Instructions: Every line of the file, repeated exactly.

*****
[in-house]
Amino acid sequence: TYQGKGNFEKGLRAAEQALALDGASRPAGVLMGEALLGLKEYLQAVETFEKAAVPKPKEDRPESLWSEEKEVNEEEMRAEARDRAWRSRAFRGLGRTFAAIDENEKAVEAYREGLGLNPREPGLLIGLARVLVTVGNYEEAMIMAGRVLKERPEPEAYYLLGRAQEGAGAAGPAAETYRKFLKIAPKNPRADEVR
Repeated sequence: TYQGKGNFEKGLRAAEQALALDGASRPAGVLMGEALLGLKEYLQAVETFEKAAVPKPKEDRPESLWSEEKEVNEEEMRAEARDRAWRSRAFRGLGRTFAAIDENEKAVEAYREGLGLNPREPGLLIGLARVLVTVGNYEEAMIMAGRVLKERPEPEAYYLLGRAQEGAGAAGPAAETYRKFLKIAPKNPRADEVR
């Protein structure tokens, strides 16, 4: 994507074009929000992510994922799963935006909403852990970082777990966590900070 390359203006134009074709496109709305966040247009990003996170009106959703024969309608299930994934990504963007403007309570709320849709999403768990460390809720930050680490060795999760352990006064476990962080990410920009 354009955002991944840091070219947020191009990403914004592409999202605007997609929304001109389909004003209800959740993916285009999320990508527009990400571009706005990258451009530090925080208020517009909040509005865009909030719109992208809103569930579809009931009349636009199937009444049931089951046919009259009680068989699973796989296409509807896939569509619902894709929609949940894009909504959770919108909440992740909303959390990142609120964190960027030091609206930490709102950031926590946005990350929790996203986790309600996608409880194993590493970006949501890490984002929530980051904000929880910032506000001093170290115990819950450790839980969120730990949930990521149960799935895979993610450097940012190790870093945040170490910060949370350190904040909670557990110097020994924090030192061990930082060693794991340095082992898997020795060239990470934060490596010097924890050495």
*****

[in-house]
Amino acid sequence: TYQGKGNFEKGLRAAEQALALDGASRPAGVLMGEALLGLKEYLQAVETFEKAAVPKPKEDRPESLWSEEKEVNEEEMRAEARDRAWRSRAFRGLGRTFAAIDENEKAVEAYREGLGLNPREPGLLIGLARVLVTVGNYEEAMIMAGRVLKERPEPEAYYLLGRAQEGAGAAGPAAETYRKFLKIAPKNPRADEVR
Repeated sequence: TYQGKGNFEKGLRAAEQALALDGASRPAGVLMGEALLGLKEYLQAVETFEKAAVPKPKEDRPESLWSEEKEVNEEEMRAEARDRAWRSRAFRGLGRTFAAIDENEKAVEAYREGLGLNPREPGLLIGLARVLVTVGNYEEAMIMAGRVLKERPEPEAYYLLGRAQEGAGAAGPAAETYRKFLKIAPKNPRADEVR
């Protein structure tokens, strides 16, 4: 994507074009929000992510994922799963935006909403852990970082777990966590900070 390359203006134009074709496109709305966040247009990003996170009106959703024969309608299930994934990504963007403007309570709320849709999403768990460390809720930050680490060795999760352990006064476990962080990410920009 354009955002991944840091070219947020191009990403914004592409999202605007997609929304001109389909004003209800959740993916285009999320990508527009990400571009706005990258451009530090925080208020517009909040509005865009909030719109992208809103569930579809009931009349636009199937009444049931089951046919009259009680068989699973796989296409509807896939569509619902894709929609949940894009909504959770919108909440992740909303959390990142609120964190960027030091609206930490709102950031926590946005990350929790996203986790309600996608409880194993590493970006949501890490984002929530980051904000929880910032506000001093170290115990819950450790839980969120730990949930990521149960799935895979993610450097940012190790870093945040170490910060949370350190904040909670557990110097020994924090030192061990930082060693794991340095082992898997020795060239990470934060490596010097924890050495």